ACL Tech Committee Members to Present at NCEA Conference – April 23, 2014

Wolf, Twins, and Tech

Wednesday, April 23, 2014             Time: 8:30 – 9:45 a.m.

Room Number: 301, in the David L. Lawrence Convention Center in Pittsburgh, P.A.

Fluency in Latin and GEEK: Introducing and Building a Latin Program Across the Curriculum Using Technology.

Members of National Committee for Latin & Greek and the ACL Technology Committee will share how to build a Latin program at any level, K12, by connecting an ancient culture with modern technology using cross curricular activities to build vocabulary, improve SAT scores, and integrate Classical studies in Language arts, history, art, & religion. Free web 2.0 tools that can be adapted to all subject areas will be presented with materials from the American Classical League to benefit all teachers.

Speakers: Zee Ann Poerio and John Ricard
The National Catholic Educational Association Conference (NCEA 2014) will be at the David L. Lawrence Convention Center – April 22 – 24, 2014.  For more information on the conference go to: http://www.ncea.org/
Check out more conferences for Latin teachers on the ACL Calendar of events here:
http://aclclassics.org/calendar-of-events/tech-workshop/month/2014/04/23

Great Resources for Teachers

Here is a great resource for teachers to consider when creating lesson plans for their courses. Follow the link and take a look at the various tools that are available: Common Sense Media Check out the App, Website, & Game Reviews on Graphite. The site also includes ratings by teachers and lesson ideas.

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WHEN Pope Benedict XVI resigned in February he used Latin, giving a scoop to Giovanna Chirri, the only journalist present who understood his words. That was a timely reminder of Latin’s unlikely survival—and revival—as a living language. Radio Bremen, a German station, has broadcast a weekly news roundup called Nuntii Latini Septimanales since 2001. Finland’s […]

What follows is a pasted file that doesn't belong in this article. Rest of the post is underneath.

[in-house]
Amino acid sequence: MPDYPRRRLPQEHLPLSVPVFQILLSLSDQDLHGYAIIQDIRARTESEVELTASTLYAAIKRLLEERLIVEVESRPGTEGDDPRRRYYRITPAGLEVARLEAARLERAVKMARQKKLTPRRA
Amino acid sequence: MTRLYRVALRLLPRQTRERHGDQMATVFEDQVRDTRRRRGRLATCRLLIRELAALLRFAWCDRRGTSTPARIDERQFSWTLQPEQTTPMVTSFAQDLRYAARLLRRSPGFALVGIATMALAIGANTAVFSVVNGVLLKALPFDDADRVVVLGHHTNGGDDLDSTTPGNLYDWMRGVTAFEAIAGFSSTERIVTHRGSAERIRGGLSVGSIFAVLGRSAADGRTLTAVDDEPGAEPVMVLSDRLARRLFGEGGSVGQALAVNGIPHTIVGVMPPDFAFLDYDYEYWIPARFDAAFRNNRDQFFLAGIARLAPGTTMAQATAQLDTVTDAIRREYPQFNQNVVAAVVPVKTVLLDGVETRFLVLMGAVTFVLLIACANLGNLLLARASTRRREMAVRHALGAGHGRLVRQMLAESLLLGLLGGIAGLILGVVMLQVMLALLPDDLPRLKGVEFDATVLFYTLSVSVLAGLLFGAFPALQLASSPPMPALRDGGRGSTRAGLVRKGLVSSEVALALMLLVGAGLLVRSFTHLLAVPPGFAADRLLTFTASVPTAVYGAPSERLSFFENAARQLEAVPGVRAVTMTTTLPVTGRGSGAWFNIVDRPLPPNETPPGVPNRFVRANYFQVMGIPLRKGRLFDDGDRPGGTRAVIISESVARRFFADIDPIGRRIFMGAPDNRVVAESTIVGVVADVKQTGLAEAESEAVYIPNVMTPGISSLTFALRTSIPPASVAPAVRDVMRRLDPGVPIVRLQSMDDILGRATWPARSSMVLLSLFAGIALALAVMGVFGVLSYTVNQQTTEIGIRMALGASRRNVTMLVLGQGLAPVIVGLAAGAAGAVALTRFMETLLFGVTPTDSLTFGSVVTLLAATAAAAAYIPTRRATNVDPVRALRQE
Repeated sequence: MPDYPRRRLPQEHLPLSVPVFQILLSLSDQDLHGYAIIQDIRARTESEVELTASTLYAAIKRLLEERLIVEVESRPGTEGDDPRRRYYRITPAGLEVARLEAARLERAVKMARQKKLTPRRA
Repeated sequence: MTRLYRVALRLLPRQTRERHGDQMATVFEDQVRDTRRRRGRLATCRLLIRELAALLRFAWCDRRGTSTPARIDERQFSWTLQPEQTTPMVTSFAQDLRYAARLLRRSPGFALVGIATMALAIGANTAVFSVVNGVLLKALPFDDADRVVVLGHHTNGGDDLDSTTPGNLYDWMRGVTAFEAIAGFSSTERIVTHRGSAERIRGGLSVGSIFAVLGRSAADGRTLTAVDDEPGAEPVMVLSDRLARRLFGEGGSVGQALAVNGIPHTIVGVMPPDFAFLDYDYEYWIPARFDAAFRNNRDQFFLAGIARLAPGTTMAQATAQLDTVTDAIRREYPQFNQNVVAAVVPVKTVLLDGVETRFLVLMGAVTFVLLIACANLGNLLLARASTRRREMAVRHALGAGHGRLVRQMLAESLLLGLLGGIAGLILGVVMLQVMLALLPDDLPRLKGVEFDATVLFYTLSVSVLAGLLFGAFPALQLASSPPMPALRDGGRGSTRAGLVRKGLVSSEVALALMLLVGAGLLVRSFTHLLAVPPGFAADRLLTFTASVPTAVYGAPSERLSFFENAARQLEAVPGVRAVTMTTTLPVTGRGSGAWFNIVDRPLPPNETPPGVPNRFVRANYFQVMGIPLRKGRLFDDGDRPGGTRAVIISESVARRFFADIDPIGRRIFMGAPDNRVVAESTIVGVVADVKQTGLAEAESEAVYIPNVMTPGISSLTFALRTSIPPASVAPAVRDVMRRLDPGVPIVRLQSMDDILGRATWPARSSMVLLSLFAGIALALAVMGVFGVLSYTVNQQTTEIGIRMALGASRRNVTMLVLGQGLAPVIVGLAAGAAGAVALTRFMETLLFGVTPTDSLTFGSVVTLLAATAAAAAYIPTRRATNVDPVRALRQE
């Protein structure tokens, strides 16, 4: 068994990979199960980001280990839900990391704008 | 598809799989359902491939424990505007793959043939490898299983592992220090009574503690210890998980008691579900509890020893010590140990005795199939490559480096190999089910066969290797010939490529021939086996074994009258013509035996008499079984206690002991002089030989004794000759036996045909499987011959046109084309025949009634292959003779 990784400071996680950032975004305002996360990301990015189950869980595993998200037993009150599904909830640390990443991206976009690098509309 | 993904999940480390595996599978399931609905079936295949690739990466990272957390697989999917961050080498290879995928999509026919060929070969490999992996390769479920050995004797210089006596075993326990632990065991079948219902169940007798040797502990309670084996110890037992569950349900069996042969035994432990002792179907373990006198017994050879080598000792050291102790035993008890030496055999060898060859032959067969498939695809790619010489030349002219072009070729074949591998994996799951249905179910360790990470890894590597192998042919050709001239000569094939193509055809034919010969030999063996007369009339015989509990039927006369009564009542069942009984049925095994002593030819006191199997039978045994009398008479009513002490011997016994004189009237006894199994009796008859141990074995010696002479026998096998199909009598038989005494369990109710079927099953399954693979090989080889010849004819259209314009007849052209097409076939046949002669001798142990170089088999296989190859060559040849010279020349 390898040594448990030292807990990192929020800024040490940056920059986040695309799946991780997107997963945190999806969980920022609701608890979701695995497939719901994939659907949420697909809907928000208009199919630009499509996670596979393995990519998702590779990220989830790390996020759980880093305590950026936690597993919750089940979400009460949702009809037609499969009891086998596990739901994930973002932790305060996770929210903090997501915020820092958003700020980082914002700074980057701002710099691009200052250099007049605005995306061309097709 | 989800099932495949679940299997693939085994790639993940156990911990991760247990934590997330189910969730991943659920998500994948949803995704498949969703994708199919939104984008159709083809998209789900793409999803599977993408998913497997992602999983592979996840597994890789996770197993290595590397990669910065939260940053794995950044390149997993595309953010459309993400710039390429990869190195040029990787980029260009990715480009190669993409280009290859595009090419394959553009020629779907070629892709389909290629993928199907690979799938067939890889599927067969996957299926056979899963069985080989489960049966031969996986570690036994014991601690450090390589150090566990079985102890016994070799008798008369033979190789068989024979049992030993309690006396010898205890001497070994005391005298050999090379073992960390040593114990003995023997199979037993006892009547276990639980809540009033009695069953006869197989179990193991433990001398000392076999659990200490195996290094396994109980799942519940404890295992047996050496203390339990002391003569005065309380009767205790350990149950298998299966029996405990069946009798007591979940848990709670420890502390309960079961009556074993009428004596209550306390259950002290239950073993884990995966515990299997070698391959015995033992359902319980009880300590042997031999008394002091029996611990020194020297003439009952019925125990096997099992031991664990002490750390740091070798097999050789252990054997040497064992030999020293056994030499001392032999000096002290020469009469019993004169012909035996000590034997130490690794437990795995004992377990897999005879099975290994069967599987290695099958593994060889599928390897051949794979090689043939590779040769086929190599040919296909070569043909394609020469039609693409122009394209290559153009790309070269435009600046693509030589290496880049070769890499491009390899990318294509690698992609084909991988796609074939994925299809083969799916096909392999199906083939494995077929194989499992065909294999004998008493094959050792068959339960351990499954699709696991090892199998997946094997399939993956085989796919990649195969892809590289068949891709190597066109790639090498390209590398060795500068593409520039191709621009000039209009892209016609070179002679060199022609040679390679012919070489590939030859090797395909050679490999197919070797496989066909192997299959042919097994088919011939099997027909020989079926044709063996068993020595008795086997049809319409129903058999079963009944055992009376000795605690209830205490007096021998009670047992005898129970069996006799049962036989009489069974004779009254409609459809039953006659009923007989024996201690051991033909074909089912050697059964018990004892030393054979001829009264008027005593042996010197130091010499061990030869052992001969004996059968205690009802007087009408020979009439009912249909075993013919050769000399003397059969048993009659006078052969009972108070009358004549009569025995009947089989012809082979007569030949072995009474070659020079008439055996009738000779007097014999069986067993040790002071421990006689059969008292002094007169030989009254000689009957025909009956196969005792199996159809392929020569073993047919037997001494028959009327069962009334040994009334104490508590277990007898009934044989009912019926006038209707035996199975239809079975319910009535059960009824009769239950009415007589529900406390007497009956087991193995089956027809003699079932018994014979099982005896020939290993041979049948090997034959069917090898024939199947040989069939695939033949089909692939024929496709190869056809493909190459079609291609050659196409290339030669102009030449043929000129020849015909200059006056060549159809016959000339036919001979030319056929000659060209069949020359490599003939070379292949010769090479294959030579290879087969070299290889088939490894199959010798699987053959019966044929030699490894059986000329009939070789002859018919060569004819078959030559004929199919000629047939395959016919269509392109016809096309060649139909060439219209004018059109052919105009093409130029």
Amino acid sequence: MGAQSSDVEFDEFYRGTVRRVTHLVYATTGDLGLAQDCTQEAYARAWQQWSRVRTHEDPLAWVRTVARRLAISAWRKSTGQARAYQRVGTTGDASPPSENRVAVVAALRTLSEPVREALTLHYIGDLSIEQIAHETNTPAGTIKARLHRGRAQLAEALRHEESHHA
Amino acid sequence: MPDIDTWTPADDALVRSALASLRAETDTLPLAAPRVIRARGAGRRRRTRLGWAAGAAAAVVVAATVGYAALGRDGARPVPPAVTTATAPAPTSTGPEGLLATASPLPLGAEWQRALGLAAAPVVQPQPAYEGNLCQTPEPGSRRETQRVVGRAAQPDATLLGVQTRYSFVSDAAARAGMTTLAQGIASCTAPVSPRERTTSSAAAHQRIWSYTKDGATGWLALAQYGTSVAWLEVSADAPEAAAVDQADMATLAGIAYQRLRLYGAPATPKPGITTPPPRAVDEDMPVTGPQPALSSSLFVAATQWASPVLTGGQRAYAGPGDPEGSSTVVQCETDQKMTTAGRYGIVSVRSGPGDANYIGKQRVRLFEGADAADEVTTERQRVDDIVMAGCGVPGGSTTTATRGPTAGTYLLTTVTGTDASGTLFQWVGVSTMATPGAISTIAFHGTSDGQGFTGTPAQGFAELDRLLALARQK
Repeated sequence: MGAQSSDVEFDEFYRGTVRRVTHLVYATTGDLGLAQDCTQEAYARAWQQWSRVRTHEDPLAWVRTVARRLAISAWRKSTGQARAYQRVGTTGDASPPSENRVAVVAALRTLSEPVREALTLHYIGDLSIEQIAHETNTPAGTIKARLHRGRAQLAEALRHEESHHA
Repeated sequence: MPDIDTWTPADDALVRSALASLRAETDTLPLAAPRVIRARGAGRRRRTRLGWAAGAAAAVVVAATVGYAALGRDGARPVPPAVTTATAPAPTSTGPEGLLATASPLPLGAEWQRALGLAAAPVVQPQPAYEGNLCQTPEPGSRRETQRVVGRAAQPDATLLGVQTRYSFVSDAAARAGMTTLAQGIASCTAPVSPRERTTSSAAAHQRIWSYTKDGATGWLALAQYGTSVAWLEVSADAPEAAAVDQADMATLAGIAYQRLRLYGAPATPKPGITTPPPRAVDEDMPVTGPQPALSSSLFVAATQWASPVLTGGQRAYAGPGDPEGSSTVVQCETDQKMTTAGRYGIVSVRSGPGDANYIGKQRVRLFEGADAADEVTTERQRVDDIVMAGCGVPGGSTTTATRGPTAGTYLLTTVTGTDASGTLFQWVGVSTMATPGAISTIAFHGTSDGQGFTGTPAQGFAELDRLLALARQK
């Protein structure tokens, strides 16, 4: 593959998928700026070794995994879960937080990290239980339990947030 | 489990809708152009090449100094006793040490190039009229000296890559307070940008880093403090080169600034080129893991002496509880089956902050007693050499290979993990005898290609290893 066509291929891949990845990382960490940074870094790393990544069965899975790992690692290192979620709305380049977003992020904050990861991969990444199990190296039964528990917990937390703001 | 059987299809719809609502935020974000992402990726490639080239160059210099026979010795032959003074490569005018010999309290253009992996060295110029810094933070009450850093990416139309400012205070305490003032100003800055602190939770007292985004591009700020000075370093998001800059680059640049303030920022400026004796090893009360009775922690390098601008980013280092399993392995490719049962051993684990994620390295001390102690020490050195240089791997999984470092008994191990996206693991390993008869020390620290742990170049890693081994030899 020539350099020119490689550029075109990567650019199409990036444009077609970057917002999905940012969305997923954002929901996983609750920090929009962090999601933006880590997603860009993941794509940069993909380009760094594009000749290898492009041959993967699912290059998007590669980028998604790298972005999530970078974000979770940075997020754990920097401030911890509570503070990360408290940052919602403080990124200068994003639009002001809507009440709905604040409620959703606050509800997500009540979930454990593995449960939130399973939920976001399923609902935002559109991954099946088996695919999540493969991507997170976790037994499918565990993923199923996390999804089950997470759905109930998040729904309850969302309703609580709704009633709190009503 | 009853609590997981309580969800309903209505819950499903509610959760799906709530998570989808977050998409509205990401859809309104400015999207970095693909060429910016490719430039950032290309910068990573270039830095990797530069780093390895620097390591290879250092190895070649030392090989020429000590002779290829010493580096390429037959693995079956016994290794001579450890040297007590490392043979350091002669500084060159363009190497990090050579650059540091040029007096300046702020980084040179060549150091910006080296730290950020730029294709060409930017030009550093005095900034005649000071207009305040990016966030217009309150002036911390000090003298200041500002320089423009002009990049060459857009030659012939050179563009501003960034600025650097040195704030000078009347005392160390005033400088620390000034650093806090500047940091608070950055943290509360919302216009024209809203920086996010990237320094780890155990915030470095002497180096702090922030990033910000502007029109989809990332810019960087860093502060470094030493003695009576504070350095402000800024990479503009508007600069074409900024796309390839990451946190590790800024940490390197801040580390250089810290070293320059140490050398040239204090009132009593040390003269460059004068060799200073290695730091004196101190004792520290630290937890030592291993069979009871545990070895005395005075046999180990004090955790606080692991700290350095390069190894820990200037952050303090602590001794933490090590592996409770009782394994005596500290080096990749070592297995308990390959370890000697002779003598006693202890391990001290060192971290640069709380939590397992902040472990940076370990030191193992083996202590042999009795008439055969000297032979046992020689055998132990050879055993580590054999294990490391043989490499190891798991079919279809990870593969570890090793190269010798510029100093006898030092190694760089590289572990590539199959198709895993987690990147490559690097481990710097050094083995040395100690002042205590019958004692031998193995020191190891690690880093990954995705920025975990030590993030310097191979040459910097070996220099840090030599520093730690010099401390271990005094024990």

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Share Your Ideas on Amicitia

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As any teacher of history knows, keeping all of those dates straight can be quite troubling. Students often get names, dates, and cultures confused. When did the Roman Republic end? When was the imperial period? Who was consul in which year? When was the Battle of Zama fought? It’s a jungle and students can loose their […]

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One of the challenges students are faced with in the study of Latin is, of course, the acquisition of vocabulary. After the initial shock of the complexity of the Latin grammatical system wears off, and students are finally used to the idea of morphology, how can we efficiently teach students to acquire vocabulary? There are many […]

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